Potawatomi. Specifically, he would like the words 'black', 'wolf', and
I've come up empty handed on bibliographic searches for Potawatomi lexical
information. Can anyone out there in linguist land tell me what these
words are or give a suggestion on how to find them?
Aaron Broadwell, Dept. of Linguistics, University at Albany -- SUNY,
Albany, NY 12222
"Reason's last step is the recognition that there are an infinite number of
things which are beyond it." -- Pascal
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Message 4: Overt/covert Messages

Date: Fri, 11 Oct 1991 10:13 IST
Subject: Overt/covert Messages
Dear Colleages,
A few days ago I posted a request for bibliography and haven't
received any responses. I believe that describing my little
project may trigger some more interest.
One of the extreme right wing writers in Israel is using a very
sophisticated method of double-messaging: The opinions voiced
(the overt message) have a liberal appearance, but the language
used (the couvert message) is extremely racist and inhuman. For
example, in a book about the Jewish Underground of the early 80's
in which he was active he tells about the attempted assasination
of West-Bank mayors by putting bombs under their cars, an action
which was not completely successful and resulted in their loss of
their legs. The report is seemingly factual, quoting also people
(from the right) who opposed the action or condemned it. But the
attempted assasination is referred to as 'ktiat raglayim' or
'kitsuts raglayim'. 'raglayim' means 'legs'. 'ktia' is a term
used for 'amputation' or for minor violations of the social code,
like 'interruption' of conversation. 'kitsuts' is used for
'chopping' vegetables, 'cutting' the budget etc.
To observe and describe this discrepancy is easy, and it is no
problem to write a newspaper article about it. Things like this
have been done before, both by linguists and by lay people (what
is a linguist anyway). What has not been done yet is to say these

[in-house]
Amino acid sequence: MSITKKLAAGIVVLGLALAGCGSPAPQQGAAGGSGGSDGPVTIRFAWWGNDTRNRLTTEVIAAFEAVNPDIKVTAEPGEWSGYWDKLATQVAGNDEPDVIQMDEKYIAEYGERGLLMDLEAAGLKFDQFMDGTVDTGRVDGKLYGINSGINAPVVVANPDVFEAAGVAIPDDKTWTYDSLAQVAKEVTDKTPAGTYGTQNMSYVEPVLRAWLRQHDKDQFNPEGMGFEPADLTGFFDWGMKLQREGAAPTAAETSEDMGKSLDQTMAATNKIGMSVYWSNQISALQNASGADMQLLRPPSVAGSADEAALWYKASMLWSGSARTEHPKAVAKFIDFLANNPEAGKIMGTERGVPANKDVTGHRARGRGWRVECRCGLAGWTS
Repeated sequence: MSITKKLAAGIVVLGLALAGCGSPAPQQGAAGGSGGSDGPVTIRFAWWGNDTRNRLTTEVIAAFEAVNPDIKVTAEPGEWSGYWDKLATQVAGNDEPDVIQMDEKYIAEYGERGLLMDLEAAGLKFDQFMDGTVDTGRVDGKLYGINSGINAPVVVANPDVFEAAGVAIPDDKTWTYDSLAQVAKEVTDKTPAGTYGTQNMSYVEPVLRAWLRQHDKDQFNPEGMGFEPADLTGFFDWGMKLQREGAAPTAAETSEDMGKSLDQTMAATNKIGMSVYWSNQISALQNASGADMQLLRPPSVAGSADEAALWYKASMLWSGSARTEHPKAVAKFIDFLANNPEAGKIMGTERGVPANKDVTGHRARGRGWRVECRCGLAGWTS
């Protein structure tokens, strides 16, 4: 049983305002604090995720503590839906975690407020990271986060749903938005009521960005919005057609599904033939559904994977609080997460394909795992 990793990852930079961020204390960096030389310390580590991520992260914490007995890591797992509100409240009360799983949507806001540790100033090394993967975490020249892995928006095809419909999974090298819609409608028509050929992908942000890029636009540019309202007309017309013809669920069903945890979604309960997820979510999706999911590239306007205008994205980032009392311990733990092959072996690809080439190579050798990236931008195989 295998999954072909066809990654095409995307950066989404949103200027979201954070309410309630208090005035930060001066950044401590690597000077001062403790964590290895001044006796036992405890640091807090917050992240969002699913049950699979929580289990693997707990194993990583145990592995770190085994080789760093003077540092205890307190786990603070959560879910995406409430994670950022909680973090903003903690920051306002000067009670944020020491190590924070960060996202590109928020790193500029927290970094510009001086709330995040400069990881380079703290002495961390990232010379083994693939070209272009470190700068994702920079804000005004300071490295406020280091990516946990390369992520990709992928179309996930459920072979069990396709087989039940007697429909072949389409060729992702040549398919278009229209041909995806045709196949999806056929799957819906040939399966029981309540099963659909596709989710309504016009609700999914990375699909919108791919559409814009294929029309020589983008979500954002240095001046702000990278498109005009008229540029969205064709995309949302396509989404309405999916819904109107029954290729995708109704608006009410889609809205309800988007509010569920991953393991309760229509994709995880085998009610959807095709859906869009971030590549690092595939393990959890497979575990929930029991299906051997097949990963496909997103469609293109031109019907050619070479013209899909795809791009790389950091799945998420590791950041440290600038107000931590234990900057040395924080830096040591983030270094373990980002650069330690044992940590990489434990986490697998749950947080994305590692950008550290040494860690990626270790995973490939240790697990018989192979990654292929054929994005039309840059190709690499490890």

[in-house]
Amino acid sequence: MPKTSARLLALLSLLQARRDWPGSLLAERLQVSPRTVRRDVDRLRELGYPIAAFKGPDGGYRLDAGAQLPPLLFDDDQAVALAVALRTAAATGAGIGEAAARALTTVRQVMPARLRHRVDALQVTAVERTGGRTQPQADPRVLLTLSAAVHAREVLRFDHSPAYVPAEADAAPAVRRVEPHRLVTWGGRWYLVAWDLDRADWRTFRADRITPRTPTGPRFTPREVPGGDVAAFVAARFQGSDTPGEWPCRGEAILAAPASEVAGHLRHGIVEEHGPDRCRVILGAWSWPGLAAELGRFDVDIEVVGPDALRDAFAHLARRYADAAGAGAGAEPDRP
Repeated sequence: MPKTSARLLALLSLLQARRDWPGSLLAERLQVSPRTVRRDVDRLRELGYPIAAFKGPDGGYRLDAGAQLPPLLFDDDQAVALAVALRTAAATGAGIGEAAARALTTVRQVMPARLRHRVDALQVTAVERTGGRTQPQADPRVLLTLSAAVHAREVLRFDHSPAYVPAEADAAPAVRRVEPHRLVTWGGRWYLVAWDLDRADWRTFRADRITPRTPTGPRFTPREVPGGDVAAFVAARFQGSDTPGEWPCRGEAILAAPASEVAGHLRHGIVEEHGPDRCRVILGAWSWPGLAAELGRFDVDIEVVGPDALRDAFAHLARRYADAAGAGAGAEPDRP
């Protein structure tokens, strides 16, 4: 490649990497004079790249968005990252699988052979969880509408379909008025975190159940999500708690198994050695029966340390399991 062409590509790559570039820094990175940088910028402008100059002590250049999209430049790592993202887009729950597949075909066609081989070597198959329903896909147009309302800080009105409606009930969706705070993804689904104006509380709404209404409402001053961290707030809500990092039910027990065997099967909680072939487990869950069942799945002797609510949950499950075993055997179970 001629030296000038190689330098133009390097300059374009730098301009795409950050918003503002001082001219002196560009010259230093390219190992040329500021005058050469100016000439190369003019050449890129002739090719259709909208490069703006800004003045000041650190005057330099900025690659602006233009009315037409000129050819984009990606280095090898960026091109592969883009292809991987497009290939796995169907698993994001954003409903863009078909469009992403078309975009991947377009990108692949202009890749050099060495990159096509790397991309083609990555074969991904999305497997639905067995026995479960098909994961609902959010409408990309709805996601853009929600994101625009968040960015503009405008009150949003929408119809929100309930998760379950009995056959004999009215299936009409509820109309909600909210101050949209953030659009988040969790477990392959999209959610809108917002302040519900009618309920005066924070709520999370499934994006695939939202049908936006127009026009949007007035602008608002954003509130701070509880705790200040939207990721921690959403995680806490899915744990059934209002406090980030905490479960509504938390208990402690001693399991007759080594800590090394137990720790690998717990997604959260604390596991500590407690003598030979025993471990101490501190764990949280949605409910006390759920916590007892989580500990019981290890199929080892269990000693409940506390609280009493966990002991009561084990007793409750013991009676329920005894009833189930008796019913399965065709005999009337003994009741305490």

things within the academic system, which is holding a
positivistic facade of scientific neutralism. Now, I am mainly a
syntactician, not a semanticist. I am doing this work more as
political involvement than as regular linguistic work. What I am
looking for is some theoretical framework(s) for the description
of such phenomena.
Any remarks or references will be appreciated.
Ron Kuzar
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Message 5: postposition -s

Date: Sat, 12 Oct 91 17:07
From: <>
Subject: postposition -s
Elise's response to the comment from Lachlan Mackenzie - which I also did
not see, only goes into the origin of the 's marker for possessive.
Is it controvertible that this is a postposition?
Does anyone not have the following type of construction in their dialect?
The house on the corner's garage burnt down.
This sort of thing is surely eveidence of the current status of 's as an
enclitic postposition.
On another matter - whilst I am on the line, so to speak - Has anyone apart
from me noticed the increasingly widespread phenomenon in English (British
in my case)?
He bought a bottle of wine to the party = He brought a bottle of wine...
In both written and spoken English people seem unable to produce two distinct
forms, although they apparently mean two different things. Or do they? I
am beginning to wonder if in fact the semantics is changing to something
which (con)fuses the two. Anyone got any ideas?
Looking through my example is clear to me - but not perhaps to those who have
not heard it. People have stopped saying 'brought'.